Hell in a Handbag

Reading Time: 4 minutes
(Image created by Geordie Morse using Firefly.)

If you’re reading this, you’ve finally come to possess the handbag. You know the one. Black, full grain leather, simple lines and no logos, with enough room for your wallet, smartphone, a tube of lipstick and a bag of trail mix. I’m a sensible woman, you see.

You could say it’s an heirloom of sorts, though it doesn’t look a day past the 1996 fall collection. This handbag has been passed down to the women of our family for generations, from female to female, because we only ever have daughters. (You will, too. You’ll see.) For how long, I’m not really sure, though the earliest account is from our foremother, Rhoda. You know her better as Red Riding Hood. That’s right, she was a real person. Back then, it was still a handbasket, but more on that later.

What really happened to Rhoda was this: whenever she put on her red cloak, it was a signal to her lover, the Wolf, to meet at her departed grandmother’s old cottage. Not an actual wolf, but a huntsman, he was known for wearing a wolfskin mantle draped across his broad shoulders. He had a reputation for being a woman-eater, pursuing both beasts and young women wherever he prowled.

When Rhoda’s husband, the woodcutter, discovered the affair, he took his axe and went to murder them both. Entering the cottage, he caught them in the act: she in only her red cloak and her lover lying sweaty on a wolfskin hide. The woodcutter raised his axe, and in a panic, Rhoda lunged for the basket and opened the lid, not really sure what she had in mind to do. That’s when it happened.

You know the feeling of a hurricane, when the air pressure drops, the wind swirls, and gales howl like wailing banshees, and all you can do is pray for it to pass? That’s the only way I can describe it, except it’s worse than that, like the sensation is devouring your entire being. When the moment passed, Rhoda uncovered her ears and slammed the lid shut, but it was too late; both the woodcutter and the huntsman had vanished.

To be certain, whatever you put inside the handbag is always available: when Rhoda looked inside, the post-coital snack she packed was still there. But when the daughters of our family call upon the handbag in the face of danger, well, something happens. No one’s quite sure what.

When I started dating, that’s when my mom gave me the handbag. It was pillbox-style back then. She told me that if anyone tried any funny business, I shouldn’t hesitate to use it on them. I opened the clasp, thinking she put a can of mace inside, but it was empty. My mother curled her lips and said, Darling, this is far beyond pepper spray. Without further explanation, she said that if I was ever in danger, all I had to do was close my eyes and open the handbag.

The first time I followed her advice was when I had a fender bender. That asshole, pardon my French, started screaming that I was at fault, and demanded I pay on the spot. I feared for my life, so I reached for my bag like I was going to get my wallet, only when I opened it . . .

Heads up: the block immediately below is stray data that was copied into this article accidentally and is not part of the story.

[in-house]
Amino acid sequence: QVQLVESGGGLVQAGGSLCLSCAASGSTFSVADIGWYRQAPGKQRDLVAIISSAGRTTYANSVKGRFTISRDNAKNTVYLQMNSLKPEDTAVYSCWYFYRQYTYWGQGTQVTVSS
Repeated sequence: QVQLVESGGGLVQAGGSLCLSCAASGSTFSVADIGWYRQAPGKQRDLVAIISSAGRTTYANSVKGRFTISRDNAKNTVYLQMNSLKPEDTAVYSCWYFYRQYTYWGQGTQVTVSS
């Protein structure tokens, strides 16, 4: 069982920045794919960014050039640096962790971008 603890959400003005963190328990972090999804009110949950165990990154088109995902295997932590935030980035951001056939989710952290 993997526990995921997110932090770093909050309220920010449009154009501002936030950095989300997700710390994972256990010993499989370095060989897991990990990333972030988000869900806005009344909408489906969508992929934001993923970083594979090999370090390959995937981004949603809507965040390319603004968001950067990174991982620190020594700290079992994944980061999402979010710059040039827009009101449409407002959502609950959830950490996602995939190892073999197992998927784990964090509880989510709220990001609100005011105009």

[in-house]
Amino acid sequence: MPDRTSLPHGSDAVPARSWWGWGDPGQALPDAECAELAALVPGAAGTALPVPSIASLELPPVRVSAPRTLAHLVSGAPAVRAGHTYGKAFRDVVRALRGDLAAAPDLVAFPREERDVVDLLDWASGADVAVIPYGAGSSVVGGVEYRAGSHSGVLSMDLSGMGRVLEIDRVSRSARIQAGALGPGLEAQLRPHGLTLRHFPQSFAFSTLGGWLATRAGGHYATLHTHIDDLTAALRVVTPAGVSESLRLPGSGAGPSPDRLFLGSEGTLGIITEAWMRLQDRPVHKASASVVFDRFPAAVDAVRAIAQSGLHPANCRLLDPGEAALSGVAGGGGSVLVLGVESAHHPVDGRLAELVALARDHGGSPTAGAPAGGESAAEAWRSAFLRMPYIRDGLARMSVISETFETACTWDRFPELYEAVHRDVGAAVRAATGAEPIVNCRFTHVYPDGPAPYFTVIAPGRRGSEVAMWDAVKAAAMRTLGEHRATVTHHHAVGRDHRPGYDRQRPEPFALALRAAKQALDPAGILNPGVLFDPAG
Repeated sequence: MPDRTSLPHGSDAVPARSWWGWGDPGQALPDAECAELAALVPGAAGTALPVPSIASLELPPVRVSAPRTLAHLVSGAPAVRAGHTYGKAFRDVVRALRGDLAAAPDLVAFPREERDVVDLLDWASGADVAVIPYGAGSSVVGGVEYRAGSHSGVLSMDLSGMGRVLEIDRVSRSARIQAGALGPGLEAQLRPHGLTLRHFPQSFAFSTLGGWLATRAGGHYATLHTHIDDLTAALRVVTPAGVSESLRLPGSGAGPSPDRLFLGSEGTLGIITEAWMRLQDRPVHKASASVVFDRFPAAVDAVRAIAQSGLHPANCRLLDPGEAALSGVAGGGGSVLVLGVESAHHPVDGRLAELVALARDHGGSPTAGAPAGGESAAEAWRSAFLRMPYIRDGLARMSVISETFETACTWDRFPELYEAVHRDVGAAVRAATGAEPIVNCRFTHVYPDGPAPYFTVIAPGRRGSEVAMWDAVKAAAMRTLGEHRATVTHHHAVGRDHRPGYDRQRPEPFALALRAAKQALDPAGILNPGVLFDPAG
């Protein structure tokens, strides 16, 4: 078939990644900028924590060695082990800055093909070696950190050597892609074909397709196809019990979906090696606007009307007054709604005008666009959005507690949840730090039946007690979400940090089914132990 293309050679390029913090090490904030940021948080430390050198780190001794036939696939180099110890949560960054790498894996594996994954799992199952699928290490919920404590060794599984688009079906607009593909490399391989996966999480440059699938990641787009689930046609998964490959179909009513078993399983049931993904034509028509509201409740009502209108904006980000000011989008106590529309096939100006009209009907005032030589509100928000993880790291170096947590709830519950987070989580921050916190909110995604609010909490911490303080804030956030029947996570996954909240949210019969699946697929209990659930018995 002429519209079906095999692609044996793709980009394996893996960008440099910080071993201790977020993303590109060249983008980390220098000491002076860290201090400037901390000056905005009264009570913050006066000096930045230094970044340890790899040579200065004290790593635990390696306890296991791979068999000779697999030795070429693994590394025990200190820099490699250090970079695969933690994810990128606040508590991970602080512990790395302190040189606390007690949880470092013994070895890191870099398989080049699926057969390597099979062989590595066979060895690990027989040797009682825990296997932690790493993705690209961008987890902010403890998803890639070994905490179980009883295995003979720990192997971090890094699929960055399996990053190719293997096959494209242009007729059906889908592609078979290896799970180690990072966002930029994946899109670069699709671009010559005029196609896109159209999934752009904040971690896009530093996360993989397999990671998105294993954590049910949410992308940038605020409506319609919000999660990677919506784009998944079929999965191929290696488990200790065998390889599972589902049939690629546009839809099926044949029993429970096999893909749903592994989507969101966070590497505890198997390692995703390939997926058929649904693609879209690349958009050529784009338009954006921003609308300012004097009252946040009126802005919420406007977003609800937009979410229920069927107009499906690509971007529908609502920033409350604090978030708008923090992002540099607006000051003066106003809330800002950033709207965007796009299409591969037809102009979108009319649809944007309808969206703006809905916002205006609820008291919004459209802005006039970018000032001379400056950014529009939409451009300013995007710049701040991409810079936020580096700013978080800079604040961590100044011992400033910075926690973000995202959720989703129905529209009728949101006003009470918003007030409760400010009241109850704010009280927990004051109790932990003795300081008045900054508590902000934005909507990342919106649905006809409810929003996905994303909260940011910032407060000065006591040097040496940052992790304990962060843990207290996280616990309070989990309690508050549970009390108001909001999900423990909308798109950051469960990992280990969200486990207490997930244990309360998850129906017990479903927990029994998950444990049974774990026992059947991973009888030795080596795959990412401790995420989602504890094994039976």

When I described earlier what Rhoda heard and felt, I only assume it was the same stomach-dropping feeling I experienced, but I’m still not sure if it’s real or imagined. The reflex to shut my eyes at the howling was always too great to overcome, so I’ve never actually seen what hell is presumably set loose from the handbag, and anyone who has has never survived to tell the tale.

When the air stilled, I looked up, and there was a pile of crimson goo where the driver had been standing, mere inches from me. In shock, my insides roiled and I vomited right on my shoes. I’ve discovered that’s one of the side-effects of using the handbag, so don’t be surprised when you can’t hold down your salad.

In college, whenever a teacher gave me bad grades, I’d just open my purse, and the whole class would get a reprieve to help us through our grief. The handbag even helped me find true love, since your father was the only one who made it past three dates with me: other boys wanted to go Dutch, or tried to sample my goods, but not your dad. Besides, after he understood the handbag’s power, he saw it was pointless to argue with me. We had a very happy marriage.

Then there was Pearl, the neighbor whose St. Bernard left boulders on our lawn. Ironically, she stopped by while walking her dog to whine about the length of our grass. I opened my purse to feign taking a call, and next thing I know, both owner and dog were gone. But I still had to clean up after their mess.

Hoping I was misdiagnosed, I almost used the handbag on the oncologist, but she was right—there’s a death sentence growing inside me. I suppose I always knew it would end this way, since that’s the fate of all women in our line, I just didn’t think it would come for me so soon. What I’m trying to say is, the bag will be there for you, especially since I can’t be.

I’m feeling tired now, but there’s one more thing I should explain. You should repair the handbag when it starts to look worn, but only one section at a time—the lining, strap, and so forth. It’ll be obvious when it needs mending: the fabric will crackle with green sparks. That’s how the handbasket evolved to the handbag you have now.

Feel free to update the style, but don’t overdo it. You don’t want to draw attention to yourself, like Rhoda’s siren-red cloak. After all, no one ever suspects the woman with vomit on her shoes, quietly clutching her simple black handbag. Use it well, my child.


Edited by a Sophie Gorjance.

Katie R. Yen writes fiction and poetry with a dash of magical realism. Her work has appeared in Apparition, Third Coast and elsewhere, and her poem was nominated for the Science Fiction Poetry Association's 2024 Rhysling Award. For more of her work, visit www.katieyen.com and follow her @katiedowrite.